Biofuels Law Conference: Discussion of Ethanol Blend Wall

On May 2, 2014, I presented a talk at the Energy Bioscience Institute (EBI) 6th Annual Biofuels Law and Regulation Conference at the University of Illinois, summarizing a number of key legal, policy and regulatory issues affecting the development of the biofuels industry in the U.S. and internationally. The slides from that presentation can be found here. In this series of posts in Biofuel Policy Watch, I’m elaborating on the issues I discussed in the presentation.  These posts are not meant to provide comprehensive summaries of the issues at hand, but instead to highlight some key aspects of my presentation and other discussions at the EBI conference. For most of these policy issues, you can find background information in other posts on this blog and my Advanced Biotechnology for Biofuels blog, and I’ll provide links such previous posts where possible.

In today’s post, I’ll briefly discuss issues related to the so-called ethanol “blend wall” that I discussed in the EBI presentation. As has been widely reported, the blend wall represents a somewhat artificial (yet real) limit on the amount of ethanol that can be blended into the U.S. gasoline pool. This limit, which is roughly 10% of the total volume of gasoline-based fuel sold in the U.S., arises largely because until recently, EPA regulations did not allow the blending of concentrations of ethanol greater than 10% into gasoline for use with conventional motor vehicles. Higher blends of ethanol, particularly E85 (85% ethanol, 15% gasoline) are sold for use in specialized “flex-fuel” vehicles that are designed to utilize such blends, but these vehicles comprise only a very small share of the U.S. automobile fleet. Almost all the gasoline sold in the U.S. today includes 10% ethanol (E10), for use with automobiles, light trucks, as well as motors on boats, lawn mowers, snowmobiles, etc. The blend wall poses a challenge to compliance with the U.S. Renewable Fuel Standard, since the yearly-escalating volume mandates under the RFS cannot be met in the short term without the use of amounts of ethanol that well exceed the blend wall limits.

EPA is responsible for setting limits on the amounts of ethanol in gasoline, under its responsibilities under the Clean Air Act. In 2010 and 2011, EPA announced that it had granted waivers under the Act to allow ethanol blends of up to 15% (E15) to be used in all cars and light trucks of model year 2001 or later. However, E15 was not allowed to be used in older cars and in other motors, so that EPA’s regulations allowing the sale of E15 additionally included some requirements aimed at preventing misfueling of E15 into vehicles or motors for which it was not permitted. See my January 11, 2013 posts on Biofuel Policy Watch and Advanced Biotechnology for Biofuels for more details about E15.

In spite of EPA’s action, adoption of E15 around the country has been slow, for a variety of reasons. Some of these are quite legitimate: in order to sell E15 along with E10 (and in some cases also E85), gas stations may need to retrofit their gasoline pumps to offer the different blends, and may also need to install new tanks or piping to accommodate the increased corrosiveness of the higher ethanol blends. Along with the labeling requirements of EPA’s regulations and other factors, the needed infrastructure changes to individual gasoline stations can be extensive and expensive. Furthermore, many states also regulate their gasoline supplies and had existing laws or regulations that placed the blend limit at 10% — those states would need to explicitly authorize the use of higher blends, often through legislative action.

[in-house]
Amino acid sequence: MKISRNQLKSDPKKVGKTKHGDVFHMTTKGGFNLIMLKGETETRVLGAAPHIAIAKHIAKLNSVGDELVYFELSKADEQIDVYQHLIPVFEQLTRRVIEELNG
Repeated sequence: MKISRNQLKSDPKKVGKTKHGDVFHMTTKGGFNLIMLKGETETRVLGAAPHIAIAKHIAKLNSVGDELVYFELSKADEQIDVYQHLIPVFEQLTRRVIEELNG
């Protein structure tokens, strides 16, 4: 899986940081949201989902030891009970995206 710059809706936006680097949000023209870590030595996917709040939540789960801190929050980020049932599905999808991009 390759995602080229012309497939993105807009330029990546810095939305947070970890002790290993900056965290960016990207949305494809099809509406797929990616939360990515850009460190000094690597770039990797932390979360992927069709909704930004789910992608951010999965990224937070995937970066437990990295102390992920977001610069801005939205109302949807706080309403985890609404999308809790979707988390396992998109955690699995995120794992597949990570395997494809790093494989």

Beyond these legitimate barriers, the acceptance of E15 has been hindered by the lobbying and (quite frankly) misinformation efforts of various parties opposed to the use of E15. Although EPA’s action to approve E15 was based on the results of extensive engine tests showing that the fuel can be used safely, opponents have funded and widely publicized studies purporting to show that E15 damages engines. The resulting publicity has cast doubt on the safety of E15, including concerns over whether use of E15 might invalidate the warranties on engines.

So, as long as E15 struggles to gain acceptance, the blend wall of 10% remains a reality, thus causing the conflict with the obligations under the Renewable Fuel Standard. During my talk, I made several suggestions for policies that might promote the use of higher ethanol blends, to help break through the blend wall. These included the following.

Adopt state legislation to guarantee that E15 can be sold; block state bills that would prohibit sale of blends greater than E10. There has been a fair amount of state legislative attention directed at E15 in recent years, some of which I’ve discussed in earlier entries on this blog (for example, my posts of May 23, 2013 and February 27, 2014). According to recent news reports, there are now 14 states which allow E15 to be sold, although in many of these states there are very few gas stations yet selling this fuel. On the other hand, the last 18 months or so have seen a flurry of activity in state legislatures that were considering bills to prevent the sale of ethanol blends greater than 10% — please see the May 23, 2013 post and others preceding it on the blog for summaries of activities in 2013, particularly in some of the New England states. The biofuel industry has lobbied hard against these bills, and has successfully defeated or neutralized most of them, but in general the bills that have passed impose limits that would only go into effect in that state if a specified number of neighboring states adopted similar bans. Among more recent (winter-spring 2014) activities and developments in state legislatures are the following.